Last modified September 9, 2013
This section is used to point to information related to entries and found in data collections other than UniProtKB.
The databases to which UniProtKB is cross-referenced can be listed and searched in ‘Cross-referenced databases’. Each database is described by its name and abbreviation and a link to its web server is provided, as well as literature references where available.
List of categories of the databases cross-referenced in UniProtKB
The databases are categorized for easy user perusal and understanding of how the different databases relate to both UniProtKB and to each other:
- 2D gel databases
- 3D structure databases
- Enzyme and pathway databases
- Family and domain databases
- Gene expression databases
- Genome annotation databases
- Organism-specific databases
- Phylogenomic databases
- Polymorphism databases
- Proteomic databases
- Protein-protein interaction databases
- Protein family/group databases
- PTM databases
- Sequence databases
Cross-references to ‘Sequence databases’
If a sequence submitted to EMBL/GenBank/DDBJ present some discrepancies with the canonical sequence, these latter are documented in the ‘Sequence conflict’ subsection of the ‘Sequence annotation (Features)’ section. However, if these discrepancies are severe, the underlying cross-reference to EMBL/GenBank/DDBJ is tagged.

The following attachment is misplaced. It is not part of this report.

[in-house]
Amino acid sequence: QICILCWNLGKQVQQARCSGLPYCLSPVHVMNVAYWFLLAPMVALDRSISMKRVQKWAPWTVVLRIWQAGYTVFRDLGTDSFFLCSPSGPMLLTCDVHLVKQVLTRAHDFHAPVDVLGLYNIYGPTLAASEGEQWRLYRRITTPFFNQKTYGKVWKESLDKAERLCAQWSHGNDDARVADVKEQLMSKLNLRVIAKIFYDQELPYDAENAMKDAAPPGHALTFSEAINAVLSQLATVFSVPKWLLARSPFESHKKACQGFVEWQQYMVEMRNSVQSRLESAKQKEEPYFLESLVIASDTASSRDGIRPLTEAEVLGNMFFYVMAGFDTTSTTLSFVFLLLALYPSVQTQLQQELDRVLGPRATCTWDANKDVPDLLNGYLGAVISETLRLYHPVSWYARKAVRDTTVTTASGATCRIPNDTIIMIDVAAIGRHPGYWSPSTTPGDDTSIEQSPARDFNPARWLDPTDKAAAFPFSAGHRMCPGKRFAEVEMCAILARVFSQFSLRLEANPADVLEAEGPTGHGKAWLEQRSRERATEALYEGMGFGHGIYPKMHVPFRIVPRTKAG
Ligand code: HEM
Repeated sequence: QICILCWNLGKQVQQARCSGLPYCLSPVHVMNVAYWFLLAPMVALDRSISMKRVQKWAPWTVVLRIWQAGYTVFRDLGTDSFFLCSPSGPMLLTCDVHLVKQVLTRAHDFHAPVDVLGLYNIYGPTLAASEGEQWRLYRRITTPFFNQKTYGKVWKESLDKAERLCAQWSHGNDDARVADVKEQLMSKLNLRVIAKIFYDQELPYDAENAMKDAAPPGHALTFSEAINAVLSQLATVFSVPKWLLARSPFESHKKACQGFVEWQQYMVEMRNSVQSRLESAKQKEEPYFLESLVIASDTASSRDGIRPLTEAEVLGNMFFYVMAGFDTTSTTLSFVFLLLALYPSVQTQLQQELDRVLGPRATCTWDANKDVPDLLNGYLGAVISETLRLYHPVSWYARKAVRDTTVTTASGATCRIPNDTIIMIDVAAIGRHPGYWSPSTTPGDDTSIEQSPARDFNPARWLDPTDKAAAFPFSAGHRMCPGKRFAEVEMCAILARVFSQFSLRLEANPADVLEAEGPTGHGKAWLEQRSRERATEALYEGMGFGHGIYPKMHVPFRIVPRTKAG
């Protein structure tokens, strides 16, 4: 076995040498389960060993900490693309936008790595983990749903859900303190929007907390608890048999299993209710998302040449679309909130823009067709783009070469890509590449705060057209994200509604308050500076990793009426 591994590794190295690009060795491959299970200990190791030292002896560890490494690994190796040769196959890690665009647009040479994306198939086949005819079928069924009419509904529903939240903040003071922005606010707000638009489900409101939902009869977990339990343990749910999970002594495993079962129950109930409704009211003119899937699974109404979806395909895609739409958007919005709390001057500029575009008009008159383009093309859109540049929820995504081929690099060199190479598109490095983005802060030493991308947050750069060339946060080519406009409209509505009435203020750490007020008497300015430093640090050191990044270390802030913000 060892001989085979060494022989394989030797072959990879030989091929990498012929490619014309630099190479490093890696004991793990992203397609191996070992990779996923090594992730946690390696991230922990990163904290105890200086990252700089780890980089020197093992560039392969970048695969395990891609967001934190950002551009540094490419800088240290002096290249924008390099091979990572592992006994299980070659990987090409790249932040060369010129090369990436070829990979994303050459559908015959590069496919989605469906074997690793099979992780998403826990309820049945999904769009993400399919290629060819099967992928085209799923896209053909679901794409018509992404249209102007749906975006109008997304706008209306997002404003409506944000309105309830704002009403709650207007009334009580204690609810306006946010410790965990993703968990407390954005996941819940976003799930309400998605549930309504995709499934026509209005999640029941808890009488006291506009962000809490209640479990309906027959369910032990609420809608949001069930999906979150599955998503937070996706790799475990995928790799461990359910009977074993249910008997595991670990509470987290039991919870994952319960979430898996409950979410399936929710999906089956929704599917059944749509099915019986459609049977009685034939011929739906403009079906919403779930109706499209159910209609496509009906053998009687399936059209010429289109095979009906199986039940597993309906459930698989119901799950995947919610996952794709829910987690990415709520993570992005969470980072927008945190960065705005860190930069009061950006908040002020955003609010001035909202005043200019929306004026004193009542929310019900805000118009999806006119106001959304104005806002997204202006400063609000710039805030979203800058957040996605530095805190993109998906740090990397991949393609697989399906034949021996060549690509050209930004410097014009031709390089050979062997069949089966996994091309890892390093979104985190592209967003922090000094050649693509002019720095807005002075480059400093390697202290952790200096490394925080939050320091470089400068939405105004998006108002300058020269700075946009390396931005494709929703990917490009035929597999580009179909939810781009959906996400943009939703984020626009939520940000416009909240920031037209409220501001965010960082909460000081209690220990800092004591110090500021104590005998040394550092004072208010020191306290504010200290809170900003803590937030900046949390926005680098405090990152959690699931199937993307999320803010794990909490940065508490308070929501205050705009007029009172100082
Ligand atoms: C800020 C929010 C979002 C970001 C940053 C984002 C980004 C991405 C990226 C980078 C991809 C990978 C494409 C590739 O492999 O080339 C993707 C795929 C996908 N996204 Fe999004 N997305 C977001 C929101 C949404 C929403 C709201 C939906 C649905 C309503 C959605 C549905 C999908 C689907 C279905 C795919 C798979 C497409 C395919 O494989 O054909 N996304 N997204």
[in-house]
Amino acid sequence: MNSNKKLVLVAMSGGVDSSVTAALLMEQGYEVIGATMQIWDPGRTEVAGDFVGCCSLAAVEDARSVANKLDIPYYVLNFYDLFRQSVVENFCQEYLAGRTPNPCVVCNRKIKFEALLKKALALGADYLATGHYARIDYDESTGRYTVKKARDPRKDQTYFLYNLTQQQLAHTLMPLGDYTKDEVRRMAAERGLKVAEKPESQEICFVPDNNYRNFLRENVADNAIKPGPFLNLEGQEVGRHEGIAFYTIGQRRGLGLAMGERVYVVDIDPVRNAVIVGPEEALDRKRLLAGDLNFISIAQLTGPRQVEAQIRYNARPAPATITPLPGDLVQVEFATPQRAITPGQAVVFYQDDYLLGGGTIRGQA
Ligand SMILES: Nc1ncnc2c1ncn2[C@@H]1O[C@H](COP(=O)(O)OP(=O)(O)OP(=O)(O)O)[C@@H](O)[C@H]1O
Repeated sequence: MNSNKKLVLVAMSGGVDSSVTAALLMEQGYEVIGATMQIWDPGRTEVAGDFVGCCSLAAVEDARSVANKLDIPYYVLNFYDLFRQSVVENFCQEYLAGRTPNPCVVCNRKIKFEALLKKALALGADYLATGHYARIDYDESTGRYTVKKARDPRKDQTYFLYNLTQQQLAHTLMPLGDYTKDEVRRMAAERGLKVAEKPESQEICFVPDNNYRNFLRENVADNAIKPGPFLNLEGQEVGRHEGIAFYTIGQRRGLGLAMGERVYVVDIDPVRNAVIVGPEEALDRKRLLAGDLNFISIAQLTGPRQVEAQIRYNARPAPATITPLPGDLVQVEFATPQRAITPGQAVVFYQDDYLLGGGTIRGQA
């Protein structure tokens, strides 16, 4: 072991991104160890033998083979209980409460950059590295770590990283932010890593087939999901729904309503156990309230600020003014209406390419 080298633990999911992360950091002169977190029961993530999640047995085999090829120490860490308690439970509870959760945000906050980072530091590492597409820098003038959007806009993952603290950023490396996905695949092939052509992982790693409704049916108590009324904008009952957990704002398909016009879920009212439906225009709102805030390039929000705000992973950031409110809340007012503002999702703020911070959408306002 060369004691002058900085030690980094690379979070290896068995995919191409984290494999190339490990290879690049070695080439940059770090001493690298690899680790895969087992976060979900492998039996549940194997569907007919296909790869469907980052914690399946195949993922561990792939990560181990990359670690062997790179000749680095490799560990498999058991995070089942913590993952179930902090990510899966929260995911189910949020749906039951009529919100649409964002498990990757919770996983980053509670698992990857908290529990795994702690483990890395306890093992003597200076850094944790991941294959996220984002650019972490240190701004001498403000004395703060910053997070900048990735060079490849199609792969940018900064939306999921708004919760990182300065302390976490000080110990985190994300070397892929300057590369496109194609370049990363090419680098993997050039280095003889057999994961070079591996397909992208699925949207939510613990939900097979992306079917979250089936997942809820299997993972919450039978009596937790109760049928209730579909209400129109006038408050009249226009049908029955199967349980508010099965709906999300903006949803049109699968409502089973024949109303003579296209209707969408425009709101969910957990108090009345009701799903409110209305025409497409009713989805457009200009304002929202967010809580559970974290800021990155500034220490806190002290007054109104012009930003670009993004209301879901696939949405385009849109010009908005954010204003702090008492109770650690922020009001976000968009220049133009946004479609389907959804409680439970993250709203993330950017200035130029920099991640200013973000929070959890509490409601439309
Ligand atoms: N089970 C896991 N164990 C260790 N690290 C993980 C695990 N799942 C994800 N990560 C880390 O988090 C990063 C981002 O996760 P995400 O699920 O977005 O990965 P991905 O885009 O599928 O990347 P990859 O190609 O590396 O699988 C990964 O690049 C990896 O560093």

Four different tags are used to mark problematic sequences submitted to the EMBL/GenBank/DDBJ databases:
- ‘Frameshift’: discrepancies are due to the insertion or deletion of one or more nucleotides in the submitted nucleotide sequence.
- ‘Different initiation’: discrepancies are due to an erroneous initiation codon choice in the submitted sequence.
- ‘Different termination’: the termination codon of the submitted sequence differs from that of the sequence displayed
- ‘Sequence problems’: discrepancies are due to an erroneous gene model prediction, erroneous ORF assignement, miscellaneous discrepancy, etc.
Example: Q7XR80, P76164, Q8TBF5
The discrepancies are described in more details in the ‘Sequence Caution’ section.
If no CoDing Sequence (CDS) has been annotated in a submitted nucleotide sequence (most frequently genomic sequence), the corresponding cross-reference is tagged with the label: ‘No translation available’.